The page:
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abstract = "BackgroundSome patients are repeatedly referred from primary to secondary care with medically unexplained symptoms (MUS). We aimed to estimate the healthcare costs incurred by such referrals and to compare them with those incurred by other referred patients from the same defined primary care sample.MethodsUsing a referral database and case note review, all adult patients aged less than 65 years, who had been referred to specialist medical services from one of five UK National Health Service primary care practices in a five-year period, were identified. They were placed in one of three groups: (i) repeatedly referred with MUS (N = 276); (ii) infrequently referred (IRS, N = 221), (iii) repeatedly referred with medically explained symptoms (N = 230). Secondary care activities for each group (inpatient days, outpatient appointments, emergency department attendances and investigations) were identified from primary care records. The associated costs were allocated using summary data and the costs for each group compared.ResultsPatients who had been repeatedly referred with MUS had higher mean inpatient, outpatient and emergency department costs than those infrequently referred (£3,539, 95{\%} CI 1458 to 5621, £778 CI 705 to 852 and £99, CI 74 to 123 respectively. The mean overall costs were similar to those of patients who had been repeatedly referred with medically explained symptoms.ConclusionsThe repeated referral of patients with MUS to secondary medical care incurs substantial healthcare costs. An alternative form of management that reduces such referrals offers potential cost savings.",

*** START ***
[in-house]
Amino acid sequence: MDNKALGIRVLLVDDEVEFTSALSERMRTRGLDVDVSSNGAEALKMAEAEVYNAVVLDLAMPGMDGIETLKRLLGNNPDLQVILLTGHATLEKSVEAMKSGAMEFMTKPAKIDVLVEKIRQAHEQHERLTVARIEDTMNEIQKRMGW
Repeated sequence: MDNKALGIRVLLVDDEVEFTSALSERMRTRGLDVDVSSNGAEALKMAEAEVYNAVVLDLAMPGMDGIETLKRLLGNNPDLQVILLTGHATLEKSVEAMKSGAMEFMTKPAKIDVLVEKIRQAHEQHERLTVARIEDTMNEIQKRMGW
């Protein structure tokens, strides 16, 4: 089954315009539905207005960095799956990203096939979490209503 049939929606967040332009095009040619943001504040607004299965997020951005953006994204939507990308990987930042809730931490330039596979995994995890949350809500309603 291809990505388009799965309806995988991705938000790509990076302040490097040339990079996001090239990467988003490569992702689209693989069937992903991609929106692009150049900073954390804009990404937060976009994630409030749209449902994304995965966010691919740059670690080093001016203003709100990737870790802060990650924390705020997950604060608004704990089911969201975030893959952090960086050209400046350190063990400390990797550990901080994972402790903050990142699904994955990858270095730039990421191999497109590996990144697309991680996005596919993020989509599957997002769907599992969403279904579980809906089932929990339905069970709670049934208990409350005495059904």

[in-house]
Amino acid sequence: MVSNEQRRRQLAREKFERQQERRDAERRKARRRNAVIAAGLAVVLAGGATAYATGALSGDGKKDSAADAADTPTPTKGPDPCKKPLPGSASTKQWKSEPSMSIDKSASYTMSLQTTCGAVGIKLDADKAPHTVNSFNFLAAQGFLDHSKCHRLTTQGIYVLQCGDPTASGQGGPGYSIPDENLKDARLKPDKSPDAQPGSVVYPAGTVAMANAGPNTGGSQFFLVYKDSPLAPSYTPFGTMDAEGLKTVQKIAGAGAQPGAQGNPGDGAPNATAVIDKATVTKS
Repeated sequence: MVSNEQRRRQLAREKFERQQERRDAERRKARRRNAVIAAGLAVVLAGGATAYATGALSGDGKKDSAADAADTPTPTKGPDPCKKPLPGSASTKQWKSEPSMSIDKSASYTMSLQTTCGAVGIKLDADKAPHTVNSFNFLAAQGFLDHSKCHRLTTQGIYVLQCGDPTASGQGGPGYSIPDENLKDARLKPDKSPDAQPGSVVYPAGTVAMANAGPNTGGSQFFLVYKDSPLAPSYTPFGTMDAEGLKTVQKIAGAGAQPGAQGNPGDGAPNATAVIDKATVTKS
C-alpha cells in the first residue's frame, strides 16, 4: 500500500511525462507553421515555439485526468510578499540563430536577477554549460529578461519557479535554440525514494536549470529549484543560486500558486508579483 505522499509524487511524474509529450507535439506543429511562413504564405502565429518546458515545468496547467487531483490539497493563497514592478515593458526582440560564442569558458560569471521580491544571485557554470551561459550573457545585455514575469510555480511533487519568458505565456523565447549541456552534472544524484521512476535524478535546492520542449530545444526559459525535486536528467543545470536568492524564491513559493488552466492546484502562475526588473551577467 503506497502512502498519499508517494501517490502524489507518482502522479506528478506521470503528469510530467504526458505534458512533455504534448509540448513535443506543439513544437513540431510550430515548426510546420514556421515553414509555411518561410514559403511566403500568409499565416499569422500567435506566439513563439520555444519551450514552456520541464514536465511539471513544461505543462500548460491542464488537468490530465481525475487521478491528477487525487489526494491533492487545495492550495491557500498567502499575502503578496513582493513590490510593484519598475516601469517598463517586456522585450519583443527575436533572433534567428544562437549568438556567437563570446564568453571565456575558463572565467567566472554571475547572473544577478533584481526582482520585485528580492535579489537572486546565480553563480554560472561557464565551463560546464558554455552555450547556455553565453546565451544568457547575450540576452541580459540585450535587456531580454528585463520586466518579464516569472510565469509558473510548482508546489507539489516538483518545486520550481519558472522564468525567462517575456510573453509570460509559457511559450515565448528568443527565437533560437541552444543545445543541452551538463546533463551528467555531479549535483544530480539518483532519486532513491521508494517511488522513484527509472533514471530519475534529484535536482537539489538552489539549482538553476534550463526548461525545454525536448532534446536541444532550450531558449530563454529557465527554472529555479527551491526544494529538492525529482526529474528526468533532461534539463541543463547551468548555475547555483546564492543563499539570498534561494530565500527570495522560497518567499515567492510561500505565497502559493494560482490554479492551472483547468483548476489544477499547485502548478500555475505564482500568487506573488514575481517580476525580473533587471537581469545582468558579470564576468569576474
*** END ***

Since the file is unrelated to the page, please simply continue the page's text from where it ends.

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N2 - BackgroundSome patients are repeatedly referred from primary to secondary care with medically unexplained symptoms (MUS). We aimed to estimate the healthcare costs incurred by such referrals and to compare them with those incurred by other referred patients from the same defined primary care sample.MethodsUsing a referral database and case note review, all adult patients aged less than 65 years, who had been referred to specialist medical services from one of five UK National Health Service primary care practices in a five-year period, were identified. They were placed in one of three groups: (i) repeatedly referred with MUS (N = 276); (ii) infrequently referred (IRS, N = 221), (iii) repeatedly referred with medically explained symptoms (N = 230). Secondary care activities for each group (inpatient days, outpatient appointments, emergency department attendances and investigations) were identified from primary care records. The associated costs were allocated using summary data and the costs for each group compared.ResultsPatients who had been repeatedly referred with MUS had higher mean inpatient, outpatient and emergency department costs than those infrequently referred (£3,539, 95% CI 1458 to 5621, £778 CI 705 to 852 and £99, CI 74 to 123 respectively. The mean overall costs were similar to those of patients who had been repeatedly referred with medically explained symptoms.ConclusionsThe repeated referral of patients with MUS to secondary medical care incurs substantial healthcare costs. An alternative form of management that reduces such referrals offers potential cost savings.